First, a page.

There were several reasons the Amachi program sought significant involvement from churches. In the communities where the mentored children live, the church is often the most important remaining institution. Local congregations have long been a valued source of volunteers who are forces for positive change. Church volunteers help feed the hungry and provide shelter for the homeless. They run daycare centers, build housing for senior citizens, and operate after school programs. Thus, it was logical to believe congregations that see their missions as extending beyond the walls of their buildings and into their communities would respond to Amachi’s vision of providing crucial support for children in their neighborhoods.
Because children of incarcerated parents have not, until recently, been recognized as a specific group with special needs, there is little knowledge about what interventions might measurably improve their prospects in life. But what is known is that, in many cases, these children are attempting to grow up without a steady, reliable adult in their lives. And there’s no question that a consistent, nurturing relationship with a dependable adult is an essential developmental support for children.
Evidence has shown that mentors can make a tangible difference in young people’s lives. In the mid-1990s, P/PV conducted a study of the work of the nationally known mentoring organization, Big Brothers Big Sisters of America (BBBSA). The results showed that having a mentor – a consistently caring and supportive adult – significantly reduced a young person’s initiation of drug and alcohol use, improved school performance and attendance, and reduced incidences of violence. Given these realities, mentoring would seem to be a promising approach for responding to the challenges facing children with an incarcerated parent.
Amachi adopted the motto, “People of Faith Mentoring Children of Promise.” And the project – a partnership of P/PV, BBBSA, and the Center for Research on Religion and Urban Civil Society (CRRUCS) at the University of Pennsylvania – got up and running at a rapid pace. It began recruiting churches in November 2000; by April 2011 the first mentors were meeting with youth. By the end of January 2002, Amachi was already operating in 42 churches and had made almost 400 matches throughout Philadelphia.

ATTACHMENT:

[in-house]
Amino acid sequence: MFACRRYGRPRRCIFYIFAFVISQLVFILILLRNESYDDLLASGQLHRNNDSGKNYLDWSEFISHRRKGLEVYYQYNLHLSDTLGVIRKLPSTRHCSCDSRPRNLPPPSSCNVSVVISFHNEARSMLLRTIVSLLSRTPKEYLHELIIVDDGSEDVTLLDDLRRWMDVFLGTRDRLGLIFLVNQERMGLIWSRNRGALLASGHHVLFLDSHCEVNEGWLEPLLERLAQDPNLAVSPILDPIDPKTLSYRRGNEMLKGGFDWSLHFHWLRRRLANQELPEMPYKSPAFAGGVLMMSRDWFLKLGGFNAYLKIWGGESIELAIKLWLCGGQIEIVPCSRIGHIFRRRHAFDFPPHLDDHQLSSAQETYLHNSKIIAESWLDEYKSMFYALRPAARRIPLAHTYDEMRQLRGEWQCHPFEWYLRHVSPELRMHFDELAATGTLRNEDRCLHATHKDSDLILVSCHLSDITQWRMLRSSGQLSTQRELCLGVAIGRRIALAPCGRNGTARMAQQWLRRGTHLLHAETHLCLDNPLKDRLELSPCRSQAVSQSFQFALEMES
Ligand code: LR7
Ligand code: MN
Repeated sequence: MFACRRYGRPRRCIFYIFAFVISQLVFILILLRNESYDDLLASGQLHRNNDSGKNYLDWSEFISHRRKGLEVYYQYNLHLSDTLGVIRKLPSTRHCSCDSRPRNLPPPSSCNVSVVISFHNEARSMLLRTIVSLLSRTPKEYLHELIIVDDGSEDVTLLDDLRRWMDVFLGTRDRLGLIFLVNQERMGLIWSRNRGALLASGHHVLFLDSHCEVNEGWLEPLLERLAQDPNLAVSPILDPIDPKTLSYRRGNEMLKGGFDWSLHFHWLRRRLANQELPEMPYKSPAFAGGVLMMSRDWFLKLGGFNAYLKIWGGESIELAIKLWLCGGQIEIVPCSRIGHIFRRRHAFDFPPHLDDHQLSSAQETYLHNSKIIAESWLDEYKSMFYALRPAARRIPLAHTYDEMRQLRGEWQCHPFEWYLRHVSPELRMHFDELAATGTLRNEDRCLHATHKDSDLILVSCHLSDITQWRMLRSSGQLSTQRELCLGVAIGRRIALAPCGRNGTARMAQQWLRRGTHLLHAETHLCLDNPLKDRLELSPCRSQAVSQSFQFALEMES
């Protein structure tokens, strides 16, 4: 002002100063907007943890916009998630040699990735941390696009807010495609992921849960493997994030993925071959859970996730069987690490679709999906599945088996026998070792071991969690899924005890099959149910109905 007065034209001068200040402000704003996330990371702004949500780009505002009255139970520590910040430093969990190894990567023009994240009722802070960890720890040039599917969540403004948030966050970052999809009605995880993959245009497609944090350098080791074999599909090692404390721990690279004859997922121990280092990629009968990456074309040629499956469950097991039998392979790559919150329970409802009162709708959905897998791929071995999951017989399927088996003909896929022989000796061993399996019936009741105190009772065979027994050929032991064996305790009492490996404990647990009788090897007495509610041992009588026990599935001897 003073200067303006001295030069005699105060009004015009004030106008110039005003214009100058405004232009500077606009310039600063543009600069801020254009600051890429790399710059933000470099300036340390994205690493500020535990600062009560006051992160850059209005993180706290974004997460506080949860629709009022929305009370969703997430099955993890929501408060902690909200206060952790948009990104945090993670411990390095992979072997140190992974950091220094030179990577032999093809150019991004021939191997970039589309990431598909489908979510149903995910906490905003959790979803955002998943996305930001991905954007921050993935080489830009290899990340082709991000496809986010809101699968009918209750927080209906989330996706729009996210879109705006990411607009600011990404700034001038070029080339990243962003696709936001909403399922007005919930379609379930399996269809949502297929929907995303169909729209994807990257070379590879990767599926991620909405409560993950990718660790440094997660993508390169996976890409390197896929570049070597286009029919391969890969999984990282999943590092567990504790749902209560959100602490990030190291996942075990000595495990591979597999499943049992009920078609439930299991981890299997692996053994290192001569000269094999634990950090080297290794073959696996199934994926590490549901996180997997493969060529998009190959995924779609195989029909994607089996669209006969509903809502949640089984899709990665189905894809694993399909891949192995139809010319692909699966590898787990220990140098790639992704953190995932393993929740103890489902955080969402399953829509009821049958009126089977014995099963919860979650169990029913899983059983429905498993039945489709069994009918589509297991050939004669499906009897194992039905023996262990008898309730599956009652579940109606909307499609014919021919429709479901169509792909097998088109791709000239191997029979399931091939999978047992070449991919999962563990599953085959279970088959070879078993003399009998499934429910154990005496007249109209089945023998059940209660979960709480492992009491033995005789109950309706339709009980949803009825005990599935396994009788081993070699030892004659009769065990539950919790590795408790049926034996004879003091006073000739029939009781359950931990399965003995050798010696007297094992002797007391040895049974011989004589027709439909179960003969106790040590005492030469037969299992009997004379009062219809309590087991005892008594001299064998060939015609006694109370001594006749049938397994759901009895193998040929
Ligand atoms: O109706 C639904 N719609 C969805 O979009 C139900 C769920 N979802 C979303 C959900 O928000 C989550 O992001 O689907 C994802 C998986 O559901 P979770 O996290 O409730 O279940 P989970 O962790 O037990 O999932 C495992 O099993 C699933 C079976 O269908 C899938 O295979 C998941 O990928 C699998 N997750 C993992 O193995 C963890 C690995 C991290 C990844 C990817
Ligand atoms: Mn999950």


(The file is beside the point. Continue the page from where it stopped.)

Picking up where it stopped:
The Amachi program’s innovative design includes these key elements:
- The support and involvement of faith-based congregations from the youngster’s own or nearby neighborhoods. Drawing on a sense of compassion and spiritual mission, these congregations provide the volunteer mentors for the Amachi program.
- The promotion of strong personal relationships between youth and their mentors. Following the one-to-one community-based model widely implemented by Big Brothers Big Sisters, Amachi pairs children and adults in mentoring relationships that require frequent and regular contact between the adult mentor and the child. These relationships last up to a year – and sometimes longer.
- Professional case management and support for each pairing to help ensure that the child, his or her family, and the mentor can all work together harmoniously. The model brings a secular organization with administrative and management acumen (usually Big Brothers Big Sisters) to partner with members of local congregations to mentor children of inmates.
Of course, the heart of this approach is matching each child with a loving and caring adult. Research shows that if a loving and caring adult spends at least one hour once per week with a child in a mentoring relationship (or at least two hours twice per month), that child is more likely to achieve success. Local congregations provide the volunteer mentors, and the secular agency provides administrative infrastructure to investigate the backgrounds of volunteers, conduct interviews, provide training, do the matching and supply mentor support.
Spreading the Mentoring Message
Amachi’s impact has also reached beyond the congregations and the children who are directly involved. The program’s start-up in Philadelphia coincided with President George W. Bush’s stared policy goal of stimulating faith-based initiatives as a means of addressing many social ills, drawing on the unique blend of traditional community presence and compassion found in congregations across the United States. In his 2003 State of the Union Address, the President specifically proposed a $150 million initiative that would bring mentors to 100,000 children of prisoners. This led the federal Family and Youth Services Bureau (FYSB) to create a Mentoring Children of Prisoners (MCP) program, which supported some 220 such efforts nationally.